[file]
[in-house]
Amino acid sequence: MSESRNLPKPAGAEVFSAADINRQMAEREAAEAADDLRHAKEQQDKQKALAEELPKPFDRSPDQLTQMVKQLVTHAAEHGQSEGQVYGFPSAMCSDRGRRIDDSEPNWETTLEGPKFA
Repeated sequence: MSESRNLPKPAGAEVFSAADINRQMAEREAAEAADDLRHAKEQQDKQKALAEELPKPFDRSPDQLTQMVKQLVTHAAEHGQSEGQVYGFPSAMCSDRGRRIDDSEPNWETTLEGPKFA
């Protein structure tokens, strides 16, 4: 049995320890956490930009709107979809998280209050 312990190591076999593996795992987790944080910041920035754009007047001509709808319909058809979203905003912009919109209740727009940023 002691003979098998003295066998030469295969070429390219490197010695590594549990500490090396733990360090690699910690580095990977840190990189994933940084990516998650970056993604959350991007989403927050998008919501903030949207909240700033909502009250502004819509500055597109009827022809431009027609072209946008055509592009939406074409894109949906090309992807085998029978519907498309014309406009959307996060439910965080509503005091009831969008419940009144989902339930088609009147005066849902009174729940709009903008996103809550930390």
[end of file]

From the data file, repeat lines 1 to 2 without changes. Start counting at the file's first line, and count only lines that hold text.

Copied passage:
[in-house]
Amino acid sequence: MSESRNLPKPAGAEVFSAADINRQMAEREAAEAADDLRHAKEQQDKQKALAEELPKPFDRSPDQLTQMVKQLVTHAAEHGQSEGQVYGFPSAMCSDRGRRIDDSEPNWETTLEGPKFA